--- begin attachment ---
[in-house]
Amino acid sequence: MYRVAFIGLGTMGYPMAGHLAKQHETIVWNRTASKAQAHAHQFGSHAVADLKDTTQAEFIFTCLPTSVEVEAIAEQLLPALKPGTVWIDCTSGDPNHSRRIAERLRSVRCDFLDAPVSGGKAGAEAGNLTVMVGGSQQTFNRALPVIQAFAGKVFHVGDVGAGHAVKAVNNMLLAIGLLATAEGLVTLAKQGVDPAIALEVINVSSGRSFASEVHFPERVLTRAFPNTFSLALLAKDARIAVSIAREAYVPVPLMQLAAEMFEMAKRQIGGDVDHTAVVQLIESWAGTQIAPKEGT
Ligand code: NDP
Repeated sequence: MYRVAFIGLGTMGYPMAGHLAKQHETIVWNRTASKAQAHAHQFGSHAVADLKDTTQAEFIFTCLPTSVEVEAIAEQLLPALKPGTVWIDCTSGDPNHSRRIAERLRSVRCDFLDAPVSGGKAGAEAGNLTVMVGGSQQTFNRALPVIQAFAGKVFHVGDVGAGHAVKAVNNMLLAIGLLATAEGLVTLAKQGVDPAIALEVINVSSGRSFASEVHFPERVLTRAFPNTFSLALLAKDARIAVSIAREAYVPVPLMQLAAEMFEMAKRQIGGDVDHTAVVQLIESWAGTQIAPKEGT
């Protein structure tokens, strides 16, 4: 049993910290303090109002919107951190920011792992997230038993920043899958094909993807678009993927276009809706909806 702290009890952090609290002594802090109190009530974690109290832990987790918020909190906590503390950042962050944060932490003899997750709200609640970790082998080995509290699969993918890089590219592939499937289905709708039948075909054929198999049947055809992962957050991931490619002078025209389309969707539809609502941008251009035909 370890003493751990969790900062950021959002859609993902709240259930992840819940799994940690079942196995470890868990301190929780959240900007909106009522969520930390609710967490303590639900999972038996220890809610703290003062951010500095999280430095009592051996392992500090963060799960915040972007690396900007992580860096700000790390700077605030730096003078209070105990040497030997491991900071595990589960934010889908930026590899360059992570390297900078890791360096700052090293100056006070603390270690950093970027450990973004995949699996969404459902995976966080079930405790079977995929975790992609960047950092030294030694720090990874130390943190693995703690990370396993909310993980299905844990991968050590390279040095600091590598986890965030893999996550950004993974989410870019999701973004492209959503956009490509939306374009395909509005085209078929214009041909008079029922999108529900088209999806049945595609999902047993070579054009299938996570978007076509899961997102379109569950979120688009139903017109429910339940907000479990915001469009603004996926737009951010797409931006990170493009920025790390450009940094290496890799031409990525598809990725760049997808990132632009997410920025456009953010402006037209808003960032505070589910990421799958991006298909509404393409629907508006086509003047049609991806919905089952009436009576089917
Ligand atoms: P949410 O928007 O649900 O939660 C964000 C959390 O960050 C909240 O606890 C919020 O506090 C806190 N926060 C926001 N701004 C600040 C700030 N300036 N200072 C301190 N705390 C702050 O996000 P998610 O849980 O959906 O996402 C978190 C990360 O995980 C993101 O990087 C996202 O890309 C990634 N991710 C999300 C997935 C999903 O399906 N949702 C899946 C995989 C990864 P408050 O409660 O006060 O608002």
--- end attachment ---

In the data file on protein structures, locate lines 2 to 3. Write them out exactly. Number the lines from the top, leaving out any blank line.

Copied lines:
Amino acid sequence: MYRVAFIGLGTMGYPMAGHLAKQHETIVWNRTASKAQAHAHQFGSHAVADLKDTTQAEFIFTCLPTSVEVEAIAEQLLPALKPGTVWIDCTSGDPNHSRRIAERLRSVRCDFLDAPVSGGKAGAEAGNLTVMVGGSQQTFNRALPVIQAFAGKVFHVGDVGAGHAVKAVNNMLLAIGLLATAEGLVTLAKQGVDPAIALEVINVSSGRSFASEVHFPERVLTRAFPNTFSLALLAKDARIAVSIAREAYVPVPLMQLAAEMFEMAKRQIGGDVDHTAVVQLIESWAGTQIAPKEGT
Ligand code: NDP